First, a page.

Featured Research

from universities, journals, and other organizations

Oregon Researchers Show How Resident Bacteria Shape Gut Development

Date:
June 26, 2006
Source:
University of Oregon
Summary:
University of Oregon researchers have shown that bacteria residing in the intestine shape gut development by means of several distinct signaling mechanisms. This research is now available in the online version of the journal Developmental Biology and will be published in the journal's August print edition.

University of Oregon researchers have shown that bacteria residing in the intestine shape gut development by means of several distinct signaling mechanisms.

This research is now available in the online version of the journal Developmental Biology and will be published in the journal's August print edition.

The researchers, led by Karen Guillemin, assistant professor of biology at the university's Institute of Molecular Biology, used "germ-free" zebrafish grown in sterile bubbles to examine how gut development differs in the absence of bacteria. They then added back individual bacterial strains or bacterial molecules to identify what signals were able to reverse different germ-free traits back to those of fish reared with normal gut bacteria. In one case, they found that a common component of the bacterial cell wall could restore normal levels of an intestinal enzyme whereas another trait, expression of a sugar on the intestinal cells, was regulated by specific members of the gut bacterial community.

"These findings demonstrate how germ-free zebrafish can be used to dissect the molecular dialogue between gut bacteria and their hosts," said Guillemin. "This is a dialogue which is important for the maturation of the gut during normal development and is likely to turn hostile in human conditions such as inflammatory bowel disease. A complete understanding of this dialogue could direct us toward better treatments for these diseases."


Story Source:

The above story is based on materials provided by University of Oregon. Note: Materials may be edited for content and length.


Cite This Page:

University of Oregon. "Oregon Researchers Show How Resident Bacteria Shape Gut Development." ScienceDaily. ScienceDaily, 26 June 2006. <www.sciencedaily.com/releases/2006/06/060626092302.htm>.
University of Oregon. (2006, June 26). Oregon Researchers Show How Resident Bacteria Shape Gut Development. ScienceDaily. Retrieved September 17, 2014 from www.sciencedaily.com/releases/2006/06/060626092302.htm
University of Oregon. "Oregon Researchers Show How Resident Bacteria Shape Gut Development." ScienceDaily. www.sciencedaily.com/releases/2006/06/060626092302.htm (accessed September 17, 2014).

Share This



More Plants & Animals News

Wednesday, September 17, 2014

Featured Research

from universities, journals, and other organizations


Featured Videos

from AP, Reuters, AFP, and other news services

Some Tobacco Farmers Thrive Amid Challenges

Some Tobacco Farmers Thrive Amid Challenges

AP (Sep. 16, 2014) The South's tobacco country is surviving, and even thriving in some cases, as demand overseas keeps growers in the fields of one of America's oldest cash crops. (Sept. 16) Video provided by AP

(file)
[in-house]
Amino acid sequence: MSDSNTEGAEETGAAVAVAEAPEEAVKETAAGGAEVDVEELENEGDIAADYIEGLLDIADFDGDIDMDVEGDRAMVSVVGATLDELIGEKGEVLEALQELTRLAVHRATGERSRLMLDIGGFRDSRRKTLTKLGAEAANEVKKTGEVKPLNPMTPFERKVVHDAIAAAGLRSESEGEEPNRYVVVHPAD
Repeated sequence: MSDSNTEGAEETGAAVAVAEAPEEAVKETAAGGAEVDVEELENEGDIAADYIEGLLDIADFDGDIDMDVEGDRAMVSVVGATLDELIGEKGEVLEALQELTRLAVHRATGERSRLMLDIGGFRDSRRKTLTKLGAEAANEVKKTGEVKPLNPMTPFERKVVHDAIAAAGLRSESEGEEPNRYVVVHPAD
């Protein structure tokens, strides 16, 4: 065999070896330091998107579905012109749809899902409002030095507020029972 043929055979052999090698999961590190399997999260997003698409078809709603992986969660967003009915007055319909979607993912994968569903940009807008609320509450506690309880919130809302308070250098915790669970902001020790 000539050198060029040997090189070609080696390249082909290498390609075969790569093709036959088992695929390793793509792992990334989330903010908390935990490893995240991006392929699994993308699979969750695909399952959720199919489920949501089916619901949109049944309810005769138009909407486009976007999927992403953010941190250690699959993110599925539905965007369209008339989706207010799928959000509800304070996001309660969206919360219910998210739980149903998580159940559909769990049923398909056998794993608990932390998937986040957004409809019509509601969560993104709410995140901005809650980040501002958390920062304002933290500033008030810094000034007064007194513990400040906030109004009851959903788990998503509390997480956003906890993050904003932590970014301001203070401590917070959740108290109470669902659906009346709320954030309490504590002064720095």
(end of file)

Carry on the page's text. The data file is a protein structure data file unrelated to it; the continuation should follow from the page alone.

Powered by NewsLook.com
Scientists Given Rare Glimpse of 350-Kilo Colossal Squid

Scientists Given Rare Glimpse of 350-Kilo Colossal Squid

AFP (Sep. 16, 2014) Scientists say a female colossal squid weighing an estimated 350 kilograms (770 lbs) and thought to be only the second intact specimen ever found was carrying eggs when discovered in the Antarctic. Duration: 00:47 Video provided by AFP
Powered by NewsLook.com
Raw: Scientists Examine Colossal Squid

Raw: Scientists Examine Colossal Squid

AP (Sep. 16, 2014) Squid experts in New Zealand thawed and examined an unusual catch on Tuesday: a colossal squid. It was captured in Antarctica's remote Ross Sea in December last year and has been frozen for eight months. (Sept. 16) Video provided by AP
Powered by NewsLook.com
Ivorians Abandon Monkey Pets in Fear Over Ebola Virus

Ivorians Abandon Monkey Pets in Fear Over Ebola Virus

AFP (Sep. 16, 2014) Since the arrival of Ebola in Ivory Coast, Ivorians have been abandoning their pets, particularly monkeys, in the fear that they may transmit the virus. Duration: 00:47 Video provided by AFP
Powered by NewsLook.com

Search ScienceDaily

Number of stories in archives: 140,361

Find with keyword(s):
Enter a keyword or phrase to search ScienceDaily for related topics and research stories.

Save/Print:
Share:

Breaking News:
from the past week

In Other News

... from NewsDaily.com

Science News

Health News

    Environment News

      Technology News



      Save/Print:
      Share:

      Free Subscriptions


      Get the latest science news with ScienceDaily's free email newsletters, updated daily and weekly. Or view hourly updated newsfeeds in your RSS reader:

      Get Social & Mobile


      Keep up to date with the latest news from ScienceDaily via social networks and mobile apps:

      Have Feedback?


      Tell us what you think of ScienceDaily -- we welcome both positive and negative comments. Have any problems using the site? Questions?
      Mobile: iPhone Android Web
      Follow: Facebook Twitter Google+
      Subscribe: RSS Feeds Email Newsletters
      Latest Headlines Health & Medicine Mind & Brain Space & Time Matter & Energy Computers & Math Plants & Animals Earth & Climate Fossils & Ruins